3 Death is the symbol of the fear of God… The grimness of the symbol is enough to show it cannot coexist with God. It holds an image of the Son of God [i.e., humankind] in which he is "laid to rest" in devastation's arms, where worms wait to greet him and to last a little while by his destruction. Yet the worms as well are doomed to be destroyed as certainly. And so do all things live because of death. Devouring is nature's "law of life." [Within this perception of the “real world] God is insane, and fear alone is real.

4 The curious belief that there is part of dying things that may go on apart from what will die, does not proclaim a loving God nor re-establish any grounds for trust. If death is real for anything, there is no life. Death denies life. But if there is reality in life, death is denied. No compromise in this is possible…. God did not make death because He did not make fear. Both are equally meaningless to Him.

5 The "reality" of death is firmly rooted in the belief that God's Son [humankind] is a body. And if God created bodies, death would indeed be real. But God would not be loving. There is no point at which the contrast between the perception of the real world [Spirit] and that of the world of illusions [my egoic perceptions] becomes more sharply evident….”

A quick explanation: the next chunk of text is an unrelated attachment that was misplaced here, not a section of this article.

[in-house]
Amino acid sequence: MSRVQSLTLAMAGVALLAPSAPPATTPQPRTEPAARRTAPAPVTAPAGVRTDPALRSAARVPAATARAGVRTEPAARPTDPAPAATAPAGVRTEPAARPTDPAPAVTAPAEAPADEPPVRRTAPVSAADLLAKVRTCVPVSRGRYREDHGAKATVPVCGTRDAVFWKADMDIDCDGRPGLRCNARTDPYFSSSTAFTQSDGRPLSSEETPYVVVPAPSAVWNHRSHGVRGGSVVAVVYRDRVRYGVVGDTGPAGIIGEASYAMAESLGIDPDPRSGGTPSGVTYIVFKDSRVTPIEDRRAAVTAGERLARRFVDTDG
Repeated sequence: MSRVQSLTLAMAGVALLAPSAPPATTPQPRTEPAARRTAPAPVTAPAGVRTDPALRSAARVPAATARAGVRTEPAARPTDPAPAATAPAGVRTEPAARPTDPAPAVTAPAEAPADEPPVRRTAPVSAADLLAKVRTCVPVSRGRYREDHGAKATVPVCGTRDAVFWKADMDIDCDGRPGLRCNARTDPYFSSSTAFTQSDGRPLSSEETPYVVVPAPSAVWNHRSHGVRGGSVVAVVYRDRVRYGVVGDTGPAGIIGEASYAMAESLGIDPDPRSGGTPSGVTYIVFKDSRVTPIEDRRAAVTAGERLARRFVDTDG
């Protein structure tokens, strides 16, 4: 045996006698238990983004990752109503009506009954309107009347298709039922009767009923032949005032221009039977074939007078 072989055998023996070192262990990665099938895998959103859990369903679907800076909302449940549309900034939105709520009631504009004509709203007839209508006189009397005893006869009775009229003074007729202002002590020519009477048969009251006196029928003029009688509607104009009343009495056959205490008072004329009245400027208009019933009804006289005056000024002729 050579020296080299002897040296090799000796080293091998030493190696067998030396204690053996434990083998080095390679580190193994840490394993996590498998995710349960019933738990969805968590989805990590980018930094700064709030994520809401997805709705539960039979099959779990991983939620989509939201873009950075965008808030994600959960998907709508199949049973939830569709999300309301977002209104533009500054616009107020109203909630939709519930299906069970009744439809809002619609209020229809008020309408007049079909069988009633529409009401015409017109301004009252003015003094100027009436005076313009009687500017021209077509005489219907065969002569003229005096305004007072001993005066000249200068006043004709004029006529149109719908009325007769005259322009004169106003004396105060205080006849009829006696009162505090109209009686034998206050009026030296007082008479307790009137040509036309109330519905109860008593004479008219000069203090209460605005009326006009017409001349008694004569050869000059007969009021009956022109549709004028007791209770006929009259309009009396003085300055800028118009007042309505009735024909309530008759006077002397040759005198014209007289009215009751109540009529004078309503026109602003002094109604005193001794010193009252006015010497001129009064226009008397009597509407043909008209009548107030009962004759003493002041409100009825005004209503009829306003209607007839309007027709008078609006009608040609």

I am an already-loved eternal spirit. That is who I am. That is how God made us. Felix sees through my physical eyes and shows me a world of fear that is illusionary. My worrying is directly proportional to the degree I let Felix run my life.

As I’ve stated before, “I have to understand, on a visceral level, who the “Me” or “I” really is when I am speaking or thinking. The “I” that says to myself, “I really need a newer, more reliable car” is a different “I” than the one that says to Spirit, “I can’t do this anymore; help me perceive things the way You see them.”

Although these messages are mostly for me, thanks for listening to me and getting to know me – warts and all. As always, feel free to forward this message to your friends, family, and those accompanying you on your spiritual journey.

Don
#1 Mar 2017